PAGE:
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November 22, 1964 - Image 7

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The Michigan Daily, 1964-11-22
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.. .what appeal to the student?

A New Form in French Fiction Fights
To Preserve Human Language

(Continued from page two)
to see? They have had some pretty bad
stuff there already this year, and for all
we know, it may be as bad as that free
show, Metropolis.' Metropolis' was fun
in a way, but you can't watch TV-Jeebees
more than once a month." So, very few
customers showed up at the Cinema Guild
to see one of the best films to come to
town this fall.
The Cinema Guild is not dancing in a
rain of gold this year and it is not going
broke either. But expenses are being
pared down wherever possible. The
crowds are not attending the student-run
movie emporeum. The fall program is
better than it has been in several years,
but the students are finding it worth their
while, when they do have the time, to at-
tend lectures given by people with more
familiar names, such as Robert Frost (a
few years ago) and Alain Robbes-Grillet
(recently-and he gave the lecture in
W HENHALF OF the students in a re-
cent survey indicated that social life,
athletics and extra-curricular activities
were more important to them than aca-
demics, we begin to acquire a factual
basis on which to press the question of
the existence of a younger generation
really interested in the motion picture.
More evidence is added when we realize
there are pitifully few courses in the art
of the film offered on campuses in the
United States. Other nations have their
own schools and academies usually on a
state-supported basis, which teach the
interested and aspiring addicts of the
film the proper way to make a motion
picture; the United States has few. This
University offers exactly one course,
cinematography, -to its students. It is
given only one semester a year to twelve
students at a time. Twelve students out
of a campus population of 29,040 is a
sorry figure, even if there were any real

student interest in the motion picture.
It is a sorry figure to have to present
to those surveyors of the national scene
in twentieth century America who point
out that the motion picture is the seventh
of the "lively arts" and of equal rank
with the other performing arts.
Most students will tell you that they
can't afford to take a course in cinema-
tography or take the time to attend the
films that come to town-that a bad re-
view turned them sour on the movie, that
they couldn't get a date to see it with or
that it just didn't seem very interesting.
They offer a myriad of other excuses. The
student at the university is not interest-
ed in the motion picture.
HERE ARE SEVERAL other reasons
for the misconception that students
are interested in the motion picture. It
is thought that the usual collegiate and
youthful enthusiasm and idealism car-
ries over into the movies. Because the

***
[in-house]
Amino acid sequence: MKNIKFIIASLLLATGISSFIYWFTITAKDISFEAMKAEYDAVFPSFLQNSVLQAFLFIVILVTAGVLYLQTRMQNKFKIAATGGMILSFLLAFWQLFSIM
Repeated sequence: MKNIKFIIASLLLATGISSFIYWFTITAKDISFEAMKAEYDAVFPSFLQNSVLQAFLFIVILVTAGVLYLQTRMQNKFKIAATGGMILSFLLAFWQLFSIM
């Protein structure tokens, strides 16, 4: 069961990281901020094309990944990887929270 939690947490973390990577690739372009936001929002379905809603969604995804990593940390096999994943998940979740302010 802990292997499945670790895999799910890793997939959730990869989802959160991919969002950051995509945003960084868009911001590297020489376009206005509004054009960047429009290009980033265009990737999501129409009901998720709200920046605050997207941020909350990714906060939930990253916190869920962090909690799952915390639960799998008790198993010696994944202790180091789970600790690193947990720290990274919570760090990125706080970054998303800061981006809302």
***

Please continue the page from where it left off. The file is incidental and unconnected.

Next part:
film does break tradition and goes against
the usual art forms of the last thousand
years, and because it is a new and mod-
ern form of expressing ideas and emotion,
people assume that the college student
will embrace the motion picture as his
primary mouthpiece.
But he has not embraced it, he has not
spoken through it, because it is unique
in one unfortunate way-it is very ex-
pensive. Thousands of dollars worth of
equipment and material are needed to
make a motion picture, and assistants,
trained in operating the equipment, must
be hired. This is in sharp contrast to the
other arts where canvas, paint and
brush or pencil and paper are all that
is needed to aspire toward artistic ends.
The price of cinematic equipment is
dropping, but as Jean Cocteau has said,
perhaps ironically, "Movies won't be an
art until the materials are as inexpensive
as paper and pencil."
It is also thought that a clearly cut is-

sue has been presented to the young per-
son interested in the cinema: Here
stands Hollywood and all the crass com-
mercialism that it represents and there
stand foreign countries and some inde-
pendent film-makers from the United
States; here stands the old order in the
cinema and there stands the exuberant
rising generation.
This conception is far from accurate.
The young person watches the motion
pictures of the time because they are a
fine form of escapism from reality in
our "Age of Anxiety" (according to Time
magazine), not because he is an enthus-
iastic member of a new film-conscious
generation. The motion picture can re-
create reality according to our own de-
sires, and that is why Hollywood is so
popular-it panders to just these wishes.
THE MOTION PICTURE made its mark
in society before our parents even
started going to school. Today, we may
ridicule them for having enjoyed their
past entertainment in the form of Bette
Davis, Janet Gaynor and the younger
version of Clark Gable. We may ridicule
them for not realizing the "artistic
values" inherent in the film-priceless
values that were not upheld by the "in-
dustry" that still feeds the world its
weekly ration of celluloid at the corner
Bijou. We may ridicule them today for
swooning over the old movies on the late,
late show every night while ignoring the
current "8%Z" or "Aparajito" at the local
'art house."
We have every right to berate them-
for the same reason we castigate them for
leaving us "not the best of all possible
world," as Bunuel calls it. And in twenty
or thirty years, we will feel the same sting